This is a hand-carved 100% wood Yaka mask. Featuring an upturned nose and traces of pigment, this mask has been there down that and has the marks to prove it. Standing 16″ high, and weighing 2 pounds. This mask does not come with a stand.
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Possible minor imperfections and wear & tear, including but not limited to scuffing, cracking and minimal chipping. Possible previous repairs. See photos or inquire for more details.
About the Yaka People
“Today, the 300,000 Yaka people live along the Wamba River. They migrated from Angola during the 16th century and settled under the control of the Kongo kingdom. In the 18th century their lands were annexed by the Angola-based Lunda people, but by the 19th century the Yaka had regained their independence. Yaka society is tightly structured and headed by a chief of Lunda origin, the Kiamfu, who delegates responsibilities to ministers and lineage chiefs, Unkwagata. Young men are expected to pass through various initiation stages, including circumcision. The tribe lives principally from hunting, although subsidiary farming is undertaken by the women. Yaka artistic tradition is rich and various, but much of it has been informed by their neighbours - the Suku, the Kongo, the Holo and the Teke. Nevertheless, Yaka statues do have common characteristics- an upturned nose and applied pigments.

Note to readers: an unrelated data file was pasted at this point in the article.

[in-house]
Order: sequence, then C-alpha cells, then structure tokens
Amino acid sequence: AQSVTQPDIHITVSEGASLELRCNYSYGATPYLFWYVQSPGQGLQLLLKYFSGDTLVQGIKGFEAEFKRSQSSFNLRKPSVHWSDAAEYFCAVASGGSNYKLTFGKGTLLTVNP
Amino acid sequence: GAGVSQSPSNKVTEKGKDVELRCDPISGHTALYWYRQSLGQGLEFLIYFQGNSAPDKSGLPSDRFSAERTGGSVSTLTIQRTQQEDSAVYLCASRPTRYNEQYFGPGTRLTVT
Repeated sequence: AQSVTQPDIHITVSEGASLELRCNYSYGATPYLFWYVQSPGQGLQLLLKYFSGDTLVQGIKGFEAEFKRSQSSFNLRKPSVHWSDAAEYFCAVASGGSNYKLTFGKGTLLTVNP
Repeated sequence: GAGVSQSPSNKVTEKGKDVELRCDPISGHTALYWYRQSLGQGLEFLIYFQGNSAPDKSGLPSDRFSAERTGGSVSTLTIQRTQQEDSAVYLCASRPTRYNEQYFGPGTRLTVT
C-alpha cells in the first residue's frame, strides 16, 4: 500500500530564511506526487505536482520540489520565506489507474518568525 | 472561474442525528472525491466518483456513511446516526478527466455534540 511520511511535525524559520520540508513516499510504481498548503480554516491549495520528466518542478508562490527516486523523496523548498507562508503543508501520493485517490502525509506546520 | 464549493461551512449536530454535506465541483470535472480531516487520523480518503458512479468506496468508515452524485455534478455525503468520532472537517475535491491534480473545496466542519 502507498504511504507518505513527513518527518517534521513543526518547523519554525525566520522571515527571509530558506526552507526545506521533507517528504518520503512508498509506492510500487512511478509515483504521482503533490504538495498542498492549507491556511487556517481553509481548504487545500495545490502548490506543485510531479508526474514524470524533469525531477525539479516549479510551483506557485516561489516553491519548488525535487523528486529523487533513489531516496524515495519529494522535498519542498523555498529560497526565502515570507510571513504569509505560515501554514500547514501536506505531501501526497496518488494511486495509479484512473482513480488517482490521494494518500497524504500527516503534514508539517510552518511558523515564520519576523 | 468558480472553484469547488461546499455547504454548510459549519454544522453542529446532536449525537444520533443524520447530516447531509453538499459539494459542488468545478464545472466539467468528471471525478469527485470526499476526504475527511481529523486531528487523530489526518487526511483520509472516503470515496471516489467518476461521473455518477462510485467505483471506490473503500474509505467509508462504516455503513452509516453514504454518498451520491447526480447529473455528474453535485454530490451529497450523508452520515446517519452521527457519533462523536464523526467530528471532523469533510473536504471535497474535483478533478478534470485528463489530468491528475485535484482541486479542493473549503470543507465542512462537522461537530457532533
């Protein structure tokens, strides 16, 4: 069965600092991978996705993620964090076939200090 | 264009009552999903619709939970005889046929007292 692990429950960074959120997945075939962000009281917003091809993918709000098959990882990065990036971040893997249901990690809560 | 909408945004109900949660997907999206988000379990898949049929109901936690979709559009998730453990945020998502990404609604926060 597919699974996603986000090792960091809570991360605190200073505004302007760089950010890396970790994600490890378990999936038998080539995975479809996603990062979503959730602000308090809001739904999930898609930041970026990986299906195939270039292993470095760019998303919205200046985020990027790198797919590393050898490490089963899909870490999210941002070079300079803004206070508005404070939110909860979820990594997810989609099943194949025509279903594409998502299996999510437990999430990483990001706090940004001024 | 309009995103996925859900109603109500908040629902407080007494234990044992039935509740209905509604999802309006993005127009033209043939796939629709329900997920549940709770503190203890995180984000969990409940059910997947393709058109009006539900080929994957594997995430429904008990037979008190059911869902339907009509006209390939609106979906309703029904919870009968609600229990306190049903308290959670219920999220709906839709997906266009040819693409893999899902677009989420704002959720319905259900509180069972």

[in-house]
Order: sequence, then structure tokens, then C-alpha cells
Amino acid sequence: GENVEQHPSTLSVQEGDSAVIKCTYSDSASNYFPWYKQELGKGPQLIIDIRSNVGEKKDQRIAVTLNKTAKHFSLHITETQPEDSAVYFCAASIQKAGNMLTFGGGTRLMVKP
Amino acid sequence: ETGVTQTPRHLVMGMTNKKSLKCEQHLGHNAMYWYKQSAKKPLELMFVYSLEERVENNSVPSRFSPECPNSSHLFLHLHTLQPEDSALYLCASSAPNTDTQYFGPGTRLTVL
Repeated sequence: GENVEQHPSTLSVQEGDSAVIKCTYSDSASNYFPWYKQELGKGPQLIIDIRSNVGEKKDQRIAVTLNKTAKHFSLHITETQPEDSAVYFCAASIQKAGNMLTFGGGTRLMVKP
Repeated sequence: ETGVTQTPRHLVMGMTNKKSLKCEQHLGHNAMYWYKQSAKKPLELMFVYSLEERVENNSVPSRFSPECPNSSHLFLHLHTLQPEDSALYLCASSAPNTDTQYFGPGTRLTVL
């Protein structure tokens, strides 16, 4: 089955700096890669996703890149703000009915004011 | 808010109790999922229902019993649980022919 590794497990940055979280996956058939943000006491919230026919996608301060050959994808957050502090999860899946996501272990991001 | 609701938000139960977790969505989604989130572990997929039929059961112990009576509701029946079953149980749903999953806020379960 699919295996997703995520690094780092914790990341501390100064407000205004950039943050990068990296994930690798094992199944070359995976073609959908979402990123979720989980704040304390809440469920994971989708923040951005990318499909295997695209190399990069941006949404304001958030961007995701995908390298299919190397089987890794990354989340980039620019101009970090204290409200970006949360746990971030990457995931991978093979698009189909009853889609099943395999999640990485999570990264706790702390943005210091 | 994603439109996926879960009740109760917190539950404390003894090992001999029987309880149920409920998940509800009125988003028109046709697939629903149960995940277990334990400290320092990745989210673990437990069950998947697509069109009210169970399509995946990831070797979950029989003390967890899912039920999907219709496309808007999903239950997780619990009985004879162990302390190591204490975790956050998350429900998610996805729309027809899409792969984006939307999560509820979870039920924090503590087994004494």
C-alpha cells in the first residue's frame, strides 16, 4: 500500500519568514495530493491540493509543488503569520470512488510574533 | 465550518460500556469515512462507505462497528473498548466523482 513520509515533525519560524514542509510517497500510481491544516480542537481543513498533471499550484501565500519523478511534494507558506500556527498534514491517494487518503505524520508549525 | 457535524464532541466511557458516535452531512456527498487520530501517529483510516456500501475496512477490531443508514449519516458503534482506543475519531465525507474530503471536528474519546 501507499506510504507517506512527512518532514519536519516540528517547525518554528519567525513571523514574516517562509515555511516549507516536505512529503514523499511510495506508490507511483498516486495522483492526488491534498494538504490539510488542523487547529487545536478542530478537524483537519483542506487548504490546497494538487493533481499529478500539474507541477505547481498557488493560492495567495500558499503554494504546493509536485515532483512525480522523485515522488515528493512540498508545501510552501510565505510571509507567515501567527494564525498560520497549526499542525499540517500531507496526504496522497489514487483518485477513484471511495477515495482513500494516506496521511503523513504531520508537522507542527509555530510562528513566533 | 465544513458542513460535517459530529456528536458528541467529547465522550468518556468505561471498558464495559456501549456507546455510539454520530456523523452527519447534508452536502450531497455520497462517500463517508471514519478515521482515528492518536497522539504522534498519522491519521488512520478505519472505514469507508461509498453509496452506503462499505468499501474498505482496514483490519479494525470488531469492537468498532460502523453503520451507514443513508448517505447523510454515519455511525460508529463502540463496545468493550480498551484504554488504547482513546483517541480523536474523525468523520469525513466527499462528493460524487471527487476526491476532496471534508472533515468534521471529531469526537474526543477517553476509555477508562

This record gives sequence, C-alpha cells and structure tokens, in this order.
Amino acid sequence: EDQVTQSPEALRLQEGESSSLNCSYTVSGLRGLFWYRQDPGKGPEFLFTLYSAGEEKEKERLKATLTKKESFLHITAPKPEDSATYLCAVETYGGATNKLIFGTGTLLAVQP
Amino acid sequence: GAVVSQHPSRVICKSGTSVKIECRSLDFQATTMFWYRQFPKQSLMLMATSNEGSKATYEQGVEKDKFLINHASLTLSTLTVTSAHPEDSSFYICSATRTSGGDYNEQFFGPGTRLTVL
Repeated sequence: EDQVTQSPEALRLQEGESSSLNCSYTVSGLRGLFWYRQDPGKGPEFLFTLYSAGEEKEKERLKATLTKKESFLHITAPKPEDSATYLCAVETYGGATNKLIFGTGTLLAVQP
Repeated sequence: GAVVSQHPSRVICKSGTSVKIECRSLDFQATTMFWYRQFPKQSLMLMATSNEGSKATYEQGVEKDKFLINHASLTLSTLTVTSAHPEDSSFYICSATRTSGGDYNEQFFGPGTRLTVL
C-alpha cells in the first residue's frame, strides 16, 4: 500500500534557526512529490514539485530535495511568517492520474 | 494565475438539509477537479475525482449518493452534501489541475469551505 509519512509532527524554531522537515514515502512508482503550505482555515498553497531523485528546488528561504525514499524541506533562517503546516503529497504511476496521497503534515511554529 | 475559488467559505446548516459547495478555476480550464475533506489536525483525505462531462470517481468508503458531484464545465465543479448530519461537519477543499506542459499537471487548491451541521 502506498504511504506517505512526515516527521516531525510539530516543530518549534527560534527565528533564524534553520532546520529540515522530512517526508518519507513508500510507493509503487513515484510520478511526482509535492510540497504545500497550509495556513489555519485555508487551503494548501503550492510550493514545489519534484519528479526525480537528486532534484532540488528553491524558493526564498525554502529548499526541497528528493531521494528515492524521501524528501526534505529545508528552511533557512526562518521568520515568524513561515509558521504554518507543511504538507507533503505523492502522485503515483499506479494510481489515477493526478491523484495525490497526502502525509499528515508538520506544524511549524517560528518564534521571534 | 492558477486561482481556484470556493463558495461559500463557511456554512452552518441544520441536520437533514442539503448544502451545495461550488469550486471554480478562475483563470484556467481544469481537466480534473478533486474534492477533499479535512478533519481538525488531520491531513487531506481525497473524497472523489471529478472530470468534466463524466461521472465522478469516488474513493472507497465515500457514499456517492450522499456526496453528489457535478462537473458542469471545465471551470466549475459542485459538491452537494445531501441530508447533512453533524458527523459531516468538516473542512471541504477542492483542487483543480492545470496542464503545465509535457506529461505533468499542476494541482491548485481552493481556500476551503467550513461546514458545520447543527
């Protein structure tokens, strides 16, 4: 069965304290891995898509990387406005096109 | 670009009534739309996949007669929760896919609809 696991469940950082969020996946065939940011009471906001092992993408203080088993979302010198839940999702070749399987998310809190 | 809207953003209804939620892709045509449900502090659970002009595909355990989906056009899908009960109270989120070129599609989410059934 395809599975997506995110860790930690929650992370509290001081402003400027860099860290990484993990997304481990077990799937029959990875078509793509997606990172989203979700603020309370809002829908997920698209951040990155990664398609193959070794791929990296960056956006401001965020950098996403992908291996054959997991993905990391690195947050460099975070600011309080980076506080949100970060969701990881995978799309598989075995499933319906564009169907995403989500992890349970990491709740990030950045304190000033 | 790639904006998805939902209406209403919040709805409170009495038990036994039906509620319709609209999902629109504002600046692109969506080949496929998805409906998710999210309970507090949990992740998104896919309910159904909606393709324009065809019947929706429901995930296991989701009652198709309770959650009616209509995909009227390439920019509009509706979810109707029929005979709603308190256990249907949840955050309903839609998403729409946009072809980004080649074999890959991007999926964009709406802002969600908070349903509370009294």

Baquart, Jean-Baptiste. The Tribal Arts of Africa. New York: Thames and Hudson Inc. 1998. Print.
About the Yaka Figures
“The majority of Yaka figures were carved in pairs and were associated with Mbwoolo shrines. Their abdomen are hollow, enabling the insertion of fetish material and they are also adorned with bundles of paraphernalia. Yaka figures are multi-functional and sometimes have contradictory roles, for example, they were used to heal and to cause illness.”
Yaka statues were usually placed on shrines and used to inflict pain and to heal. The diviner has a significant role because he owns and activates powerful objects to either protect or harm.